Amtrak originally ordered the first 10 P32AC-DM's for service on their "Empire" trains through Long Island, NY to replace their aged FL9 and Turboliner trainsets. Although somewhat unnecessary (due to Amtrak's Acela Express and Northeast Corridor service), Amtrak opted to only purchase an additional handful of P32AC-DM units as a result of there being a small lack of passenger service coverage in certain areas around New Haven and Boston (besides the Long Island, New York region); where commuter railroads (such as the MBTA) originally weren't able to serve such areas at the time. Yet, because of numerous expansions and improvements with such commuter systems over the past two and a half-decades, Amtrak trains are now only occasionally seen in such areas from time to time. Thus, making Amtrak's P32AC-DM units a rarity to see too much anymore elsewhere nowadays besides on their "Empire" commuter trains.
Amtrak also ordered a second batch of units, but eventually sold over half of their second order in 1996 to the Metro North before their second purchase was even finalized; making the proposed order of an additional 15 units narrowed-down to only 8, making the total 18 as opposed to 25, although the MN also ordered 5 for trial service the same year as well, and was originally interested in using such units for their commuter service (the MN still continues to use such units today). Today, the MN currently owns and operates 26 P32-AC-DM units (which includes 5 trial units, 7 units donated from Amtrak, and further batches supplementing more units). Amtrak currently owns and operates 18 P32AC-DM units.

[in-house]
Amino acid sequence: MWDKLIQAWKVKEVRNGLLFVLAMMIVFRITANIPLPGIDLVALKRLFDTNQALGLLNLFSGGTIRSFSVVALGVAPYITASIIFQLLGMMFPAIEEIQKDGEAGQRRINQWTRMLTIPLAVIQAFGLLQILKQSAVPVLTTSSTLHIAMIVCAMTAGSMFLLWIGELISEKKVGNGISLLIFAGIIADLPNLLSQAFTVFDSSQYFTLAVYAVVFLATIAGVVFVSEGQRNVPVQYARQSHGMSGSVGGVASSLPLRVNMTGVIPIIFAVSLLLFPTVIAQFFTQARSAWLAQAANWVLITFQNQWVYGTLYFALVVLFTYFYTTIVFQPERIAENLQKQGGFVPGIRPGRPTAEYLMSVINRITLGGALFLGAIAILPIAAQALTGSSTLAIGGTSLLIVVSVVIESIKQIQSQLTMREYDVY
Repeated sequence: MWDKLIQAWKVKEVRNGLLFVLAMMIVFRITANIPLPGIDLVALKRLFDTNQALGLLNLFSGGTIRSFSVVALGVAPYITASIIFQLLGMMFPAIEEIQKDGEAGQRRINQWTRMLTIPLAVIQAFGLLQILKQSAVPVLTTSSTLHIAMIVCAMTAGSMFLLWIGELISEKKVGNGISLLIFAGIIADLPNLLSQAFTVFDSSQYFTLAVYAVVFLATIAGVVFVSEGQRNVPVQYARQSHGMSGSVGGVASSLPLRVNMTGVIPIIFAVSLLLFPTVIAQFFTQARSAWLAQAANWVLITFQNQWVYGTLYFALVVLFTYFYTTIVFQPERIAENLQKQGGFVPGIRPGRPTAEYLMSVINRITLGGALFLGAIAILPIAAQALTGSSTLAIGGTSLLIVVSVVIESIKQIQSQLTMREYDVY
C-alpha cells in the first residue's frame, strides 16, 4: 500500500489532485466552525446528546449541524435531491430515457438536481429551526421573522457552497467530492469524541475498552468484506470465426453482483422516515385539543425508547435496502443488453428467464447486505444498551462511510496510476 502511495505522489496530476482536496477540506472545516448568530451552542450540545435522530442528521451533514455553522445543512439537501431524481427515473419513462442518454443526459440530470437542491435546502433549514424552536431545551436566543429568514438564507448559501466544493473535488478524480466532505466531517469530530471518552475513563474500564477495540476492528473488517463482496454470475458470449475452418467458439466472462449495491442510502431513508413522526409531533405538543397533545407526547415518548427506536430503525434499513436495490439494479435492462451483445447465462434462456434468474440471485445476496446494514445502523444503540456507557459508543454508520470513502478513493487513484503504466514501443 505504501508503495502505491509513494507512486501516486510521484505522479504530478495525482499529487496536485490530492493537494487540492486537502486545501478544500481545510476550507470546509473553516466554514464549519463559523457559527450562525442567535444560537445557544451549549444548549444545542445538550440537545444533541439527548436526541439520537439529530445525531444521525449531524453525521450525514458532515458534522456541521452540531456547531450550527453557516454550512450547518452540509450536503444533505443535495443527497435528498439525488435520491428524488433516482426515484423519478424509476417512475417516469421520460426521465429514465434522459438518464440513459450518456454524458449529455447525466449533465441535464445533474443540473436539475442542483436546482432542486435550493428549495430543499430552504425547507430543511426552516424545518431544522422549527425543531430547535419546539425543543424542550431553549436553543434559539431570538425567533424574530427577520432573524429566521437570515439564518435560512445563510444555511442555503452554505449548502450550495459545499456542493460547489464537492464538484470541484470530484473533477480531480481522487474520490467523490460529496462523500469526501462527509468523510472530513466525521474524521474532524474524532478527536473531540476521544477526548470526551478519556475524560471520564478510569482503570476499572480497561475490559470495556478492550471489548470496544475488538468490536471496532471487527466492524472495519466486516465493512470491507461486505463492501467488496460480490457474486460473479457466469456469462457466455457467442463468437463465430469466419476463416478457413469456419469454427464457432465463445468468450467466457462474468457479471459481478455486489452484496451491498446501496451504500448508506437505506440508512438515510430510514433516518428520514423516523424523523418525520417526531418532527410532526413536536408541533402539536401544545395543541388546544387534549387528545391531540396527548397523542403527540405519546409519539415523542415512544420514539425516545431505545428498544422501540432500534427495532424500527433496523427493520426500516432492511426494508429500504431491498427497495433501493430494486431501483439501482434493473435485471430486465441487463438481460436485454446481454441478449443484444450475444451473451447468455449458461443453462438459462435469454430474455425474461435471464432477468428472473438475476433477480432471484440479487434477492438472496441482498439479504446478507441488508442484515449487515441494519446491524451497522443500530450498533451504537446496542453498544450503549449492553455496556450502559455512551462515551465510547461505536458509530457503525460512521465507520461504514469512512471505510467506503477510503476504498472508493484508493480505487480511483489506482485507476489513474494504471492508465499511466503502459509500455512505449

Many Genesis have been built and currently still exist, though some have been retired, while some have been scrapped and/or rebuild as a result of numerous wrecks and/or maintenance issues. They are currently used as the main type of locomotive for Amtrak.
Ironically, VIA uses Genesis Series locomotives as their secondary locomotives, and still primarily utilizes their fleets of various EMD F40PH diesels as their primary units (unlike Amtrak).
Several of Amtrak's former original P40DC units (12 total) have since been sold and/or leased to the CDOT (Connecticut Commuter Rail/Connecticut Department of Transportation) transportation service RTA as well as the New Jersey Transit (NJT). The units owned by the NJT have also been rebuilt into what are dubbed as P32AC-DM's, but are still classified as P40DC's (or as a P42DC due to having been upgraded or rebuilt to P42 specs). NJT operates 4 ex-Amtrak P40DC's, while CDOT operates 8.
A major part of the unique (and rather "unorthodox") design of the Genesis line is the height. Designed to be lower than the preceding EMD F40PH, the Genesis series is 14" (356mm), 6" tall, and is 10 feet wide; making it a foot shorter and more than two inches narrower than most freight locomotives (including cowled diesels like the preceding F40PH and SDP40F in relation to the F45/FP45). Said design is also meant to comply with most narrow spaces throughout Amtrak's "North Eastern" route tunnels, which are far more shorter and more narrow than the other tunnels scattered throughout the railroad's system.. This makes the Genesis series the only Amtrak locomotives that can operate on all their lines in their system (even on electrified or third-rail lines like in the Northeast Corridor). Hence, they have since become the primary locomotive used for Amtrak; serving as an ultimate replacement for their once-dominant F40PH.